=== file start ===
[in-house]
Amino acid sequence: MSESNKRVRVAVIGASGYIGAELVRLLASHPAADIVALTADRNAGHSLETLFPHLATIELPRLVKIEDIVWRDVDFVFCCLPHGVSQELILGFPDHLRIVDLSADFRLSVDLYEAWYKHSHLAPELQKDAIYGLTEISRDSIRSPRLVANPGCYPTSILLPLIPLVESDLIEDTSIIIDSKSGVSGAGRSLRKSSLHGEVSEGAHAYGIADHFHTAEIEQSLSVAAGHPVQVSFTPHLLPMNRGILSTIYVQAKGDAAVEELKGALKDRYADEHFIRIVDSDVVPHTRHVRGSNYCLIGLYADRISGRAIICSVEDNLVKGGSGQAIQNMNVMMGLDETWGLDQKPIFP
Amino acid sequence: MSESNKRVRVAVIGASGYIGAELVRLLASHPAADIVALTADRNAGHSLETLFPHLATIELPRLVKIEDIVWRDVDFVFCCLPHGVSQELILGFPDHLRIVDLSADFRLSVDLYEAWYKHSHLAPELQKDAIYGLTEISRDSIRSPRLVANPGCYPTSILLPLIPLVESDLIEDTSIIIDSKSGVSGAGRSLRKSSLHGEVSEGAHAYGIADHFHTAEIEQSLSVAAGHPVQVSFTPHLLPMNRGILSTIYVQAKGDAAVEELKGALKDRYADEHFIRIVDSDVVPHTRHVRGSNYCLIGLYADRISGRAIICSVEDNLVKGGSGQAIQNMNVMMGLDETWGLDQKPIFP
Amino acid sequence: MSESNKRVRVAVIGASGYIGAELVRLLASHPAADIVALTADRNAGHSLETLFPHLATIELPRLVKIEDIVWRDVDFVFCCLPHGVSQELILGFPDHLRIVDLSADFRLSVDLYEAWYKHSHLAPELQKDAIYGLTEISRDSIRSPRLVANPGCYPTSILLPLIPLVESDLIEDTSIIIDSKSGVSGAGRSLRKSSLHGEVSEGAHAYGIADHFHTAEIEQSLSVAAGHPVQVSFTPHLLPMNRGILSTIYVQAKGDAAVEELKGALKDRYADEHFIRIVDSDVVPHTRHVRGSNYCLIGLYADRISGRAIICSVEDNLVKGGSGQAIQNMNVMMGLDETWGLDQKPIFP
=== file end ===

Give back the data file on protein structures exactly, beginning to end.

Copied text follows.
[in-house]
Amino acid sequence: MSESNKRVRVAVIGASGYIGAELVRLLASHPAADIVALTADRNAGHSLETLFPHLATIELPRLVKIEDIVWRDVDFVFCCLPHGVSQELILGFPDHLRIVDLSADFRLSVDLYEAWYKHSHLAPELQKDAIYGLTEISRDSIRSPRLVANPGCYPTSILLPLIPLVESDLIEDTSIIIDSKSGVSGAGRSLRKSSLHGEVSEGAHAYGIADHFHTAEIEQSLSVAAGHPVQVSFTPHLLPMNRGILSTIYVQAKGDAAVEELKGALKDRYADEHFIRIVDSDVVPHTRHVRGSNYCLIGLYADRISGRAIICSVEDNLVKGGSGQAIQNMNVMMGLDETWGLDQKPIFP
Amino acid sequence: MSESNKRVRVAVIGASGYIGAELVRLLASHPAADIVALTADRNAGHSLETLFPHLATIELPRLVKIEDIVWRDVDFVFCCLPHGVSQELILGFPDHLRIVDLSADFRLSVDLYEAWYKHSHLAPELQKDAIYGLTEISRDSIRSPRLVANPGCYPTSILLPLIPLVESDLIEDTSIIIDSKSGVSGAGRSLRKSSLHGEVSEGAHAYGIADHFHTAEIEQSLSVAAGHPVQVSFTPHLLPMNRGILSTIYVQAKGDAAVEELKGALKDRYADEHFIRIVDSDVVPHTRHVRGSNYCLIGLYADRISGRAIICSVEDNLVKGGSGQAIQNMNVMMGLDETWGLDQKPIFP
Amino acid sequence: MSESNKRVRVAVIGASGYIGAELVRLLASHPAADIVALTADRNAGHSLETLFPHLATIELPRLVKIEDIVWRDVDFVFCCLPHGVSQELILGFPDHLRIVDLSADFRLSVDLYEAWYKHSHLAPELQKDAIYGLTEISRDSIRSPRLVANPGCYPTSILLPLIPLVESDLIEDTSIIIDSKSGVSGAGRSLRKSSLHGEVSEGAHAYGIADHFHTAEIEQSLSVAAGHPVQVSFTPHLLPMNRGILSTIYVQAKGDAAVEELKGALKDRYADEHFIRIVDSDVVPHTRHVRGSNYCLIGLYADRISGRAIICSVEDNLVKGGSGQAIQNMNVMMGLDETWGLDQKPIFP